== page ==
Prof in New York Times Magazine

Editor's Note: The following is an excerpt from an essay written by Thomas Schatz, the Mrs. Mary Gibbs Jones Centennial Chair in Communication.

In a culture industry fueled by formula, no genre has been more important to Hollywood than the western. From the birth of "the movies" through the classical Hollywood era (1920-1960), the western played not only a vital role as a popular narrative form and one that would comprise nearly a fifth of all feature films from the silent era through the 1950s but also in shaping the business of filmmaking itself. The symbiosis of movies and westerns actually began not in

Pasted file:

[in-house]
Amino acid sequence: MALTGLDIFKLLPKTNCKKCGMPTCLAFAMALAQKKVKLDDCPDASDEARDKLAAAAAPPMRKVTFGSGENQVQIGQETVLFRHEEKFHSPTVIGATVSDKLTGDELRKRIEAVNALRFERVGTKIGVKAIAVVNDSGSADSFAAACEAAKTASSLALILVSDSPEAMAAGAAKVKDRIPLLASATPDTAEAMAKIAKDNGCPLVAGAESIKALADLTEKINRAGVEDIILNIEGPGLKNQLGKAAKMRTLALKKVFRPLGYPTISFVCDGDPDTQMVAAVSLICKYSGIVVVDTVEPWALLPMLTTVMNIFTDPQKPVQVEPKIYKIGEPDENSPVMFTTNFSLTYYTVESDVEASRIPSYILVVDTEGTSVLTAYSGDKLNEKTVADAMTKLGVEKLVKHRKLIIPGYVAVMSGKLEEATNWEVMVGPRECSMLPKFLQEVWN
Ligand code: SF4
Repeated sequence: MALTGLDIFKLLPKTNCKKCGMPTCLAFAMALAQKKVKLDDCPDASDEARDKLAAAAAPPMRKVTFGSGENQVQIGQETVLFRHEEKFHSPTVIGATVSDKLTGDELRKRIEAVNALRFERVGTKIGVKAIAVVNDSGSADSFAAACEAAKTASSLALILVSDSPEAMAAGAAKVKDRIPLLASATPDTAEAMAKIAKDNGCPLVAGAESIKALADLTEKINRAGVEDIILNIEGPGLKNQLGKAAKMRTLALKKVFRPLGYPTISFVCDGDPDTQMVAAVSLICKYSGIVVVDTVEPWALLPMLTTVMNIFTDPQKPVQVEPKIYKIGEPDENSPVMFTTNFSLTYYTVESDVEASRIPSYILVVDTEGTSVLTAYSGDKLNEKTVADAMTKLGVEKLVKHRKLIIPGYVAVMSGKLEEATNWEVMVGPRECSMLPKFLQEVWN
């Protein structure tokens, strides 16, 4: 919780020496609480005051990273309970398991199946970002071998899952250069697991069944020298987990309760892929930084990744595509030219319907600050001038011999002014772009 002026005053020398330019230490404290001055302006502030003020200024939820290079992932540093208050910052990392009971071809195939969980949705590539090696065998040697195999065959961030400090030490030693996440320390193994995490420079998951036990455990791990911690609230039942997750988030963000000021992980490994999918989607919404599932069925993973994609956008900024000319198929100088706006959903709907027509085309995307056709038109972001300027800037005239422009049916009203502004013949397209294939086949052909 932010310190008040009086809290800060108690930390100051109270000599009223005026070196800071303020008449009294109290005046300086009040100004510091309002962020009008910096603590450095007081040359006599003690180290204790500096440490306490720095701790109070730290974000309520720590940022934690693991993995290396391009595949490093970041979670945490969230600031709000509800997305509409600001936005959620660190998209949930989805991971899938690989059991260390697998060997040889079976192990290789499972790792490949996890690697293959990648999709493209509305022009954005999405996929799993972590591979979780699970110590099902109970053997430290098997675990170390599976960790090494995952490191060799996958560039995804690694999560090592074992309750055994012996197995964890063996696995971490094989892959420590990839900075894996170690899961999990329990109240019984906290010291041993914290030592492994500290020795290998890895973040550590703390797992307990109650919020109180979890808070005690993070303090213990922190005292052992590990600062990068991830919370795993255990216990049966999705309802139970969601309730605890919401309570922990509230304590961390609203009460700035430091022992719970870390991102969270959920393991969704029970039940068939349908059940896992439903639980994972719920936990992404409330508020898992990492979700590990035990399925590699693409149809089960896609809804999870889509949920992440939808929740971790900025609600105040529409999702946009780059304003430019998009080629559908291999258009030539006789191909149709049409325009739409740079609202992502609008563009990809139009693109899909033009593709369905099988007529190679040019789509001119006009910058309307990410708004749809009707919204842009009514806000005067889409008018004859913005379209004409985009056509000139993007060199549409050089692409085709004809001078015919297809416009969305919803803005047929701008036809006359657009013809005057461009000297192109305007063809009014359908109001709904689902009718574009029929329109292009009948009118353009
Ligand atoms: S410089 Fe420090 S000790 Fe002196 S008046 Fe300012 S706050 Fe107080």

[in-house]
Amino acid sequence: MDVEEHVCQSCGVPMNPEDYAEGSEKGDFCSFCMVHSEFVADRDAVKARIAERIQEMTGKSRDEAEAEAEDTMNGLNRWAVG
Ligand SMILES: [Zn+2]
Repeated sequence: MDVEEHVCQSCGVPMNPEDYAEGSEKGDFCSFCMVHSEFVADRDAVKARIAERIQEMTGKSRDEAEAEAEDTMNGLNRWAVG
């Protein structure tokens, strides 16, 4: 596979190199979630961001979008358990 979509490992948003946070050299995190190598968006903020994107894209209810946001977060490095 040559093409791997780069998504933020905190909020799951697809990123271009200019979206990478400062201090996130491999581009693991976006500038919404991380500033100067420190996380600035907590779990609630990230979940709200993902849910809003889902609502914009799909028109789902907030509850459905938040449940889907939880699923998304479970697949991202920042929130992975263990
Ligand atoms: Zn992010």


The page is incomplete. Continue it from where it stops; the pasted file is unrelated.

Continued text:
Hollywood but in New Jersey and New York, where Edwin S. Porter's "Great Train Robbery" was made in 1903. This 10-minute, one-reel film, with its sequential plot, multiple locations and climactic gunfight, set the standard for both the western and narrative filmmaking. The popularity and physical requirements of the genre, especially locations, were key reasons for the industry's migration to Hollywood after 1910. (And the fact that most films were shot outdoors or on open-air stages, because of the requirements of early film stock and cameras, among other factors, reinforced the preference for "outdoor" subjects like the western.) By the mid-1920s, maybe half of Universal's annual output of 60 or so feature films was westerns, most of them low-cost "oaters" starring Hoot Gibson. Running a strong but distant second among the studios was Fox Film Corporation, but its westerns, starring Buck Jones and Tom Mix, had higher production values.

The New York Times
The Film Issue: Cowboy Business
(Nov. 10)